“Elections belong to the people. It is their decision. If they decide to turn their back on the fire and burn their behinds, then they will just have to sit on their blisters.” – Abraham Lincoln
“And do this, understanding the present time. The hour has come for you to wake up from your slumber.” – Romans 13:11
A brilliant, dedicated emerging community leader confessed privately last month that he had never voted in any of the eight elections since he became eligible. This was one week after a similarly brilliant, dedicated emerging leader admitted the same thing. Nor had they registered. Both admissions came shortly after they hosted a voter registration drive.
These are not street “thugs” or uneducated paupers, but rather twenty-something professionals, well-educated advocates of public service and civic engagement. Both are active leaders in their churches and have been for years. Both are informed, impassioned champions of social justice, personal responsibility, public safety, education reform, and a host of issues that directly impact the public good. Yet neither had ever exercised their most fundamental right as American citizens to participate in the process of self-government. And they are not alone. Nationwide, voter turnout in the 2000 presidential election—one of the closest races of all time, ultimately decided by fewer than 600 votes—was a meager 54.7 percent, which is only marginally better than the 1996 presidential election at 54.2 percent. Among Latinos and Asians, the numbers for 2000 drop precipitously to 27.5 percent and 25.4 percent. In the 2002 midterm election, a paltry 39 percent voted nationwide. (Source: U.S. Census, Current Population Reports.) Most alarming of all, only half of all Christians are registered to vote, and only 25 percent actually vote.
Voter apathy is not new; since 1964, turnout for Presidential elections has fallen from 69.3 percent. But historical dysfunction does not justify dysfunction. Not voting in a nation where political power is premised on the exercise of its citizens’ right to vote is the height of civic hypocrisy, especially when eligible nonvoters invoke the right of free speech to complain about ineffective public policies and political corruption.
We live in a nation that has been a grand experiment since its inception. Breaking from millennia of history where despotic individuals or a powerful few ruled the many based on ambition, greed, nepotism, military might or other personal preferences, our founders crafted a system built of, by and for ordinary people. Marred though it was by slavery, gender, class biases and other shortcomings, they nevertheless provided ways to grow and evolve into a more just and inclusive system.
And it has evolved, through hard fought social, legal and military victories. In roughly 100 years after the Civil War, four Constitutional amendments extended the right to vote to Blacks (1870), women (1920), all citizens age 18 and older (1970) and further eliminated tax and other impediments (1964). The Voting Rights Act of 1965 provided federal enforcement of the new rules. Institutional barriers thus removed, we have no excuse not to get out of our Lazy-boy recliners and vote.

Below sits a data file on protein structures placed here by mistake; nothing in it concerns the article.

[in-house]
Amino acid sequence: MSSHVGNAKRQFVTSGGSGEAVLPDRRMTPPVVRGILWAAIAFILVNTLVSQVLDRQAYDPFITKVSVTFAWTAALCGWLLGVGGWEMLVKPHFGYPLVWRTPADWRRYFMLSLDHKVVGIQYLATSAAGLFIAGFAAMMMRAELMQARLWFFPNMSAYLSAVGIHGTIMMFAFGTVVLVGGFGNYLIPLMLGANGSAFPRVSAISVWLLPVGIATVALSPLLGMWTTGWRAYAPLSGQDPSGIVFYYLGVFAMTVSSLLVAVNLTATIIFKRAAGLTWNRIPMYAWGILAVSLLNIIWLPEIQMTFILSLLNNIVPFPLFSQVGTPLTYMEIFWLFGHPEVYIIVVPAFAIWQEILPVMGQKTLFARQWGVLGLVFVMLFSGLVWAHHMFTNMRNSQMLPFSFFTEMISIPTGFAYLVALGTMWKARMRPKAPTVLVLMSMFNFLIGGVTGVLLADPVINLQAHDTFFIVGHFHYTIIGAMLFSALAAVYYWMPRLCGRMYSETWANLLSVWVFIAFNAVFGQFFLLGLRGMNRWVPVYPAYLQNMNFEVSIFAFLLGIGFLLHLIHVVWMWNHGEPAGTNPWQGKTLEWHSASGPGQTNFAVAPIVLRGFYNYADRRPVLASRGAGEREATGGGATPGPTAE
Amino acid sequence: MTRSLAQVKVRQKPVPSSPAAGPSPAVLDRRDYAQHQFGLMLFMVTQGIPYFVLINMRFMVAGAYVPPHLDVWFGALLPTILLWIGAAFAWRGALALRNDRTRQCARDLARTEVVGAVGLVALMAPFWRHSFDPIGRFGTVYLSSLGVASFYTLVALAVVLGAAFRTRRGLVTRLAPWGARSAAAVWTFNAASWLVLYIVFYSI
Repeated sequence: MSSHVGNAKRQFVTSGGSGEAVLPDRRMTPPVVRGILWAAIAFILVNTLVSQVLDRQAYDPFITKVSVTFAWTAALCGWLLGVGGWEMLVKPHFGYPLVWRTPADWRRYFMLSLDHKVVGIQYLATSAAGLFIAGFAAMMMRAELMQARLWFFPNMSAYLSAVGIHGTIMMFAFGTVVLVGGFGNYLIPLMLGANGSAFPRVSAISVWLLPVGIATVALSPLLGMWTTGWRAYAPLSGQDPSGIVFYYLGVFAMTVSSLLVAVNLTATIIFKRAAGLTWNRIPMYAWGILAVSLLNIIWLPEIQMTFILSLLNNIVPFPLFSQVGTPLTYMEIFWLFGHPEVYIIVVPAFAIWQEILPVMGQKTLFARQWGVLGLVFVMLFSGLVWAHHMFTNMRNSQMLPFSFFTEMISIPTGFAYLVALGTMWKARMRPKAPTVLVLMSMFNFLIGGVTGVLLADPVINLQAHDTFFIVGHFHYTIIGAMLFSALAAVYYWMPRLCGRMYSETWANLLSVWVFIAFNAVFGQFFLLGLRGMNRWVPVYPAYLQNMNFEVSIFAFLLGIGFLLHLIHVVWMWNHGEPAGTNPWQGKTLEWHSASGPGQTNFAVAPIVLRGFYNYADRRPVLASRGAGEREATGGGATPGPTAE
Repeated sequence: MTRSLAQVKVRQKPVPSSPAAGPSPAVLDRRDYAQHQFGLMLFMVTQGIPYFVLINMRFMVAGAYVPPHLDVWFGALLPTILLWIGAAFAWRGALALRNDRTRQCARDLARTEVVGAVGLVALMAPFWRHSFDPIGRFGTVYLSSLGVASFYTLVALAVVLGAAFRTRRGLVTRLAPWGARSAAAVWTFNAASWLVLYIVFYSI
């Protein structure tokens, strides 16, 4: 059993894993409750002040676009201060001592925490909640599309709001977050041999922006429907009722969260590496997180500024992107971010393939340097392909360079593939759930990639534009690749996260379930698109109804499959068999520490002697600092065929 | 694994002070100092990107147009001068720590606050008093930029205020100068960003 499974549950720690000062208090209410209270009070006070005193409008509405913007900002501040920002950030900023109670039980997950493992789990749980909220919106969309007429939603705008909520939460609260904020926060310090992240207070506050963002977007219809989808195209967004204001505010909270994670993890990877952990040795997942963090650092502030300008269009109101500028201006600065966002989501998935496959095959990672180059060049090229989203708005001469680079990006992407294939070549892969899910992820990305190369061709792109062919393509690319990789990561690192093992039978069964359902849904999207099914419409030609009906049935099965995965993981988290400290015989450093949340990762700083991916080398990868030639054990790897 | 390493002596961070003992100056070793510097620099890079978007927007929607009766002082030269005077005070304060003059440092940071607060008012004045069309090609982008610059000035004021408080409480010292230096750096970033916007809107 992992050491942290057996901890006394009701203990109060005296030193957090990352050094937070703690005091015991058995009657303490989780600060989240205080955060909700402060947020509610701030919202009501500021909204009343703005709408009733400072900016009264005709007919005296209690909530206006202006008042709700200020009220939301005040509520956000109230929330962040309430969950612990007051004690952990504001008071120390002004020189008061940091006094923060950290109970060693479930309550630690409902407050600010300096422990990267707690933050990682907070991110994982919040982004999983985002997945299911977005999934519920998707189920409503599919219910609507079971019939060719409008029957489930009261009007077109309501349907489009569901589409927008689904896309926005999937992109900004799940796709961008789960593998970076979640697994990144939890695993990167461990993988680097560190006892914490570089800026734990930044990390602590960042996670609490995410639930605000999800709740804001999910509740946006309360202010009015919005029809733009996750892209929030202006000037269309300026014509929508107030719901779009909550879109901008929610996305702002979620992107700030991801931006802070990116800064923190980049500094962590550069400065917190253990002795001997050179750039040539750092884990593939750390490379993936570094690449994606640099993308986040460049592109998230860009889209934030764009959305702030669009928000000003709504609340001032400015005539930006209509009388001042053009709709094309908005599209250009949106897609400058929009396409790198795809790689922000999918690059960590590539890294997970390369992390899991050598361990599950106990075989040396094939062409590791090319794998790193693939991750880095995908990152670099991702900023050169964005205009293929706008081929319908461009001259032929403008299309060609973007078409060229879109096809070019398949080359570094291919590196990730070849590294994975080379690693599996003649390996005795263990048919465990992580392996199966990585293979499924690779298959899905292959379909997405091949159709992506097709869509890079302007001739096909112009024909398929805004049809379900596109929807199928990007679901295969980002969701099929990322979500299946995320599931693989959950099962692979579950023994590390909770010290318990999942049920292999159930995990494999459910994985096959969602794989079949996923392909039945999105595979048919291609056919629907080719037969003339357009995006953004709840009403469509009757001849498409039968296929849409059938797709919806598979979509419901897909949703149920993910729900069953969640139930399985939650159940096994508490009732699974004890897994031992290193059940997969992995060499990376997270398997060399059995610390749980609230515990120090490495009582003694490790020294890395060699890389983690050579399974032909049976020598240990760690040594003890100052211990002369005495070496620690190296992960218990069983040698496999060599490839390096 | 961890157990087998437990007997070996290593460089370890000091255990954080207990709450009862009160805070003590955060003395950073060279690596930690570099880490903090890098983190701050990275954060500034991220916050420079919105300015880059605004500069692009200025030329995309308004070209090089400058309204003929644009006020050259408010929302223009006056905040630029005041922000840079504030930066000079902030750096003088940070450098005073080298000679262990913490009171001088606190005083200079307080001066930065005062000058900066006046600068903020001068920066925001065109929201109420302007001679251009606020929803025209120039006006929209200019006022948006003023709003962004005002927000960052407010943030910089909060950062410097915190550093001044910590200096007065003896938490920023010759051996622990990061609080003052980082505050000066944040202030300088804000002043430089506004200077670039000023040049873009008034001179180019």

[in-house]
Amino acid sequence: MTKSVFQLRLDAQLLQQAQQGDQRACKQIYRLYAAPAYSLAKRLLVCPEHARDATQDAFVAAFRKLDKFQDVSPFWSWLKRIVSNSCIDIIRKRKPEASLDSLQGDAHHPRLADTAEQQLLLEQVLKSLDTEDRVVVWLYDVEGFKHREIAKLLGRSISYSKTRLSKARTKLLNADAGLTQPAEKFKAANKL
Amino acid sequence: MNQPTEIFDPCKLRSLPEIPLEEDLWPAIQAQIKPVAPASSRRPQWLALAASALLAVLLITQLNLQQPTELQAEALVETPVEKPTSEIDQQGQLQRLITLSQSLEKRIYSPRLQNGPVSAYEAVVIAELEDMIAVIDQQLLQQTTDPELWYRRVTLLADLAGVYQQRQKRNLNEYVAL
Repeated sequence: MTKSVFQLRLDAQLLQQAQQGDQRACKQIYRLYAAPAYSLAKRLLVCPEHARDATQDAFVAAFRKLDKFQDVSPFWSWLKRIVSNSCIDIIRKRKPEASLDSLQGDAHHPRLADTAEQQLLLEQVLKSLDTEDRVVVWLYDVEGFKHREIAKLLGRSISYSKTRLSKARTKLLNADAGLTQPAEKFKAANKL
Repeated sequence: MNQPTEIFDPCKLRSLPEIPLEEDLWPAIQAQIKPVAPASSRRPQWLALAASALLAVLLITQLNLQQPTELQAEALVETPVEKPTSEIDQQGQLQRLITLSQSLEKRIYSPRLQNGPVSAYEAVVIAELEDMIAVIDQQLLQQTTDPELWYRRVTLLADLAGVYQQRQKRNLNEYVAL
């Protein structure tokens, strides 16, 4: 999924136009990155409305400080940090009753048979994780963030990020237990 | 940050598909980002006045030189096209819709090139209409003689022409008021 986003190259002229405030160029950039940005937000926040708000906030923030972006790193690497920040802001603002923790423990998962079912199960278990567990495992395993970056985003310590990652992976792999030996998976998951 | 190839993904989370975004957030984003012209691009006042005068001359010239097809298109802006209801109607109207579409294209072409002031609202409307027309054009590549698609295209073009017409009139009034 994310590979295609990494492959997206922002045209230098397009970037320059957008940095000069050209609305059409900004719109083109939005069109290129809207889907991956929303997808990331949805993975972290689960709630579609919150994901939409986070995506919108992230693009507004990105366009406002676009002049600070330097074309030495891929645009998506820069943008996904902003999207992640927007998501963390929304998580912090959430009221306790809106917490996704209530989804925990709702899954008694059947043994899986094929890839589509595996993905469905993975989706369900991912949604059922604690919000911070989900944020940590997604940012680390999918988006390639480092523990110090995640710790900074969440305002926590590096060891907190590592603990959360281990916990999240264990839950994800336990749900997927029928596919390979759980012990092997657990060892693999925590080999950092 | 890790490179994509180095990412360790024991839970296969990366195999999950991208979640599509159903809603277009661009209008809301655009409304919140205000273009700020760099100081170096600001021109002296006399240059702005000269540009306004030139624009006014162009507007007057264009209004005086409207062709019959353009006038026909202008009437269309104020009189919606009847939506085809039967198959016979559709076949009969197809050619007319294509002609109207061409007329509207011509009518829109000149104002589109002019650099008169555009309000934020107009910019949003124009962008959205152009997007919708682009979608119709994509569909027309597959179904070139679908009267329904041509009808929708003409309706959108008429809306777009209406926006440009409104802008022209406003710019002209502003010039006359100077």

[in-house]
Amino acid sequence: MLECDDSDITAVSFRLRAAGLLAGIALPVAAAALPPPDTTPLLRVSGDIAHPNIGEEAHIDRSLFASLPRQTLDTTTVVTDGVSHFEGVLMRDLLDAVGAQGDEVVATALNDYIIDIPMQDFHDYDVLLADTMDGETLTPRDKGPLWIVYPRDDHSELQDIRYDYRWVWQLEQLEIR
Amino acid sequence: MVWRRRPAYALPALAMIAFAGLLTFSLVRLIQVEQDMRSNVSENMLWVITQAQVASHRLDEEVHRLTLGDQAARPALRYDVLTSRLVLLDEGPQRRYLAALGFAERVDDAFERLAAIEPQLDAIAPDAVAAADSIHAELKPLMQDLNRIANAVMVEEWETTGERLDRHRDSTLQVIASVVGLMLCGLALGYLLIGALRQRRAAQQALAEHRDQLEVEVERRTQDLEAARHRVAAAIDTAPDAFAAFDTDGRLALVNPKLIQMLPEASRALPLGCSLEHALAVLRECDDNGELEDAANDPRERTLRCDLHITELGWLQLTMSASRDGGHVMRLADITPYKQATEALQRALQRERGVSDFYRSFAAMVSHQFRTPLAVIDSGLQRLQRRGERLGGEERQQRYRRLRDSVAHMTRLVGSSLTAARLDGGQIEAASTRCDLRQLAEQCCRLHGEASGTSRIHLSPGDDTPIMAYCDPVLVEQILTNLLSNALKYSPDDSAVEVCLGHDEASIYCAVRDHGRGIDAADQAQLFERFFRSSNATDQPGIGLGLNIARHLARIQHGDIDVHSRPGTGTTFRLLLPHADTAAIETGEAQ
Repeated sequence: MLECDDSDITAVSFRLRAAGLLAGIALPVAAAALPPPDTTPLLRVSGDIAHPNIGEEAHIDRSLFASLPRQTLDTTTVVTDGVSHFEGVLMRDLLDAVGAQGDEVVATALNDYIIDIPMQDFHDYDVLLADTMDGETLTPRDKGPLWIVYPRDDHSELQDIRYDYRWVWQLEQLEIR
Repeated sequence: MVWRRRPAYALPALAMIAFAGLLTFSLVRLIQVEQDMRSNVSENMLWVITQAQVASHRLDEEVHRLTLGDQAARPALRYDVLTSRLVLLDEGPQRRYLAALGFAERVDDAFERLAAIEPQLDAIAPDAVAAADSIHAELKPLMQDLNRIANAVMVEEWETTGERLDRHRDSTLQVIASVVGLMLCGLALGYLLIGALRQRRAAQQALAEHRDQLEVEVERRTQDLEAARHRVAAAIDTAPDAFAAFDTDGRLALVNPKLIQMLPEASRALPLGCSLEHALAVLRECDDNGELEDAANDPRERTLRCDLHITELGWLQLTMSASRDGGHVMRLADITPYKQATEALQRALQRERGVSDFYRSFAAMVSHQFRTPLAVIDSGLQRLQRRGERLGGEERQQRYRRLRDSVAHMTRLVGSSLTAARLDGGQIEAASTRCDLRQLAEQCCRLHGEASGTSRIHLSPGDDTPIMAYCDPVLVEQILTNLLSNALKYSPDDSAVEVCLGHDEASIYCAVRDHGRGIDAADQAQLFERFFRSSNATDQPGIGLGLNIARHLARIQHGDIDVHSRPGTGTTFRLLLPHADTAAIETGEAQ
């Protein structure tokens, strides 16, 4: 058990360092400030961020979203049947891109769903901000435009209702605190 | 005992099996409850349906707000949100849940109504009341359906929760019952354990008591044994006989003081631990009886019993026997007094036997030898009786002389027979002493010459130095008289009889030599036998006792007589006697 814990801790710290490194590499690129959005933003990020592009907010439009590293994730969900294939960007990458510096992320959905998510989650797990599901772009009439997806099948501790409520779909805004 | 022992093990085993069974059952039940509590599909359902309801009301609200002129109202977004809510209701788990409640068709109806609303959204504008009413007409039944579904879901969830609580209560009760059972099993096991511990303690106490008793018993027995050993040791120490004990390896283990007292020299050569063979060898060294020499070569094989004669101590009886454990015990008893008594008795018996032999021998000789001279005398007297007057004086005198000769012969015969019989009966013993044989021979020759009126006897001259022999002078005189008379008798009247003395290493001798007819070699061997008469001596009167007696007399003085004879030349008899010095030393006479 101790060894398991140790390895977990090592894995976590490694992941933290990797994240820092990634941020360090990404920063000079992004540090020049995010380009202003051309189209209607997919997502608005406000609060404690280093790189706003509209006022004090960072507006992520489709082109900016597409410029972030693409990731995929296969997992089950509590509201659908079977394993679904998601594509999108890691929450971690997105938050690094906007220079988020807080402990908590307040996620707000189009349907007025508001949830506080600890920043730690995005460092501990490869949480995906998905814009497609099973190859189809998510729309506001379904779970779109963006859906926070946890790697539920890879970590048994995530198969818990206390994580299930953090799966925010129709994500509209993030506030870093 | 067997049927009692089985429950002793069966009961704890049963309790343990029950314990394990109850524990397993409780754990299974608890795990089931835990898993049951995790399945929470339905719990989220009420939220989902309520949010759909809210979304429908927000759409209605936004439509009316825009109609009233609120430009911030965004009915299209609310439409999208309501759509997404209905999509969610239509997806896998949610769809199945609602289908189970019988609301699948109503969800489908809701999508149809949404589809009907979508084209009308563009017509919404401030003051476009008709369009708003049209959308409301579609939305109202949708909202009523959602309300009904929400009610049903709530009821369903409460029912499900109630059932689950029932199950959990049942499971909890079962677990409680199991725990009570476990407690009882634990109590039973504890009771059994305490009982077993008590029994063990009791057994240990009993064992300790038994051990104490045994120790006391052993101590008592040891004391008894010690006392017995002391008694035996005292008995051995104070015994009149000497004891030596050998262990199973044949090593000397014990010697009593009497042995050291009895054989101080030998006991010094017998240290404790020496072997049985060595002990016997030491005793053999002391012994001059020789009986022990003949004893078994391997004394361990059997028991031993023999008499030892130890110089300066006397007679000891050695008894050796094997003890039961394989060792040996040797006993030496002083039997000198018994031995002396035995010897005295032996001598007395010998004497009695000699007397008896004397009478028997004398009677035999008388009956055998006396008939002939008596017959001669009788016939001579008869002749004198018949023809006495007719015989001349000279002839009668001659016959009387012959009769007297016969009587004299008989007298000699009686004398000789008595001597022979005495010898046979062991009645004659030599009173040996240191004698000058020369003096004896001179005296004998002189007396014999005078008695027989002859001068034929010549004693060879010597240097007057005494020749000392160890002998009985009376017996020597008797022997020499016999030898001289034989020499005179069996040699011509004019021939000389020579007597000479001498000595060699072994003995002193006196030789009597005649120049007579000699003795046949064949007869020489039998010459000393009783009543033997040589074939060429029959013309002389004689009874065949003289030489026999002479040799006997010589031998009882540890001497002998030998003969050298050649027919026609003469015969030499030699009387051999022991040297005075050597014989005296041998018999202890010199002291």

Whatever justifications we may offer—lousy candidates, feeling like our vote doesn’t make a difference, busyness, ignorance of the issues—the fact remains that voting is our ticket to participate in the process. When we fail to vote, we fail to earn the right to choose candidates, debate issues, demand justice, or advocate with integrity. Even worse, we trample the sacrifice of those who have given their lives to secure us the privilege and inspired nations around the world to adopt it as well.
The Apostle Paul indicts Christians who neglect this duty when he writes that our government is sanctioned by God, and that those who rebel against its precepts by choosing not to participate invite judgment on themselves. “Everyone must submit himself to the governing authorities, for there is no authority except that which God has established. … Consequently, he who rebels against the authority is rebelling against what God has instituted, and those who do so will bring judgment on themselves” (Romans 13:1-2).
That’s not to say that there is one right way to vote as a Christian or that reasonable God-fearing people cannot disagree as to which candidates or issues to support. (Can Christians agree on much of anything?) But that’s the genius and beauty of our system. Political disagreement and debate are welcome. One last thought, convicting as it might be: what finally compelled the aforementioned young leaders to register to vote in what is arguably the most important election of a generation? Was it a Romans 13 kind of message by a contemporary preacher, the inflammatory rhetoric by a “profit” of a different sort or the rousing polemics of the respective political conventions?
What persuaded them was the well-crafted voter awareness campaign by evangelicalism’s favorite cultural whipping post, MTV, and its annual Video Music Award show. One after another, the prophets of pop culture —Jay-Z, Andre 3000 and even hair-brained Jessica Simpson—made the case that it’s our moral duty to go to the polls on Election Day. Regardless of which candidates you may support or what your reasons might be, do yourself and your nation proud on November 2. Understand the times, wake up from your slumber, and exercise your right to vote.
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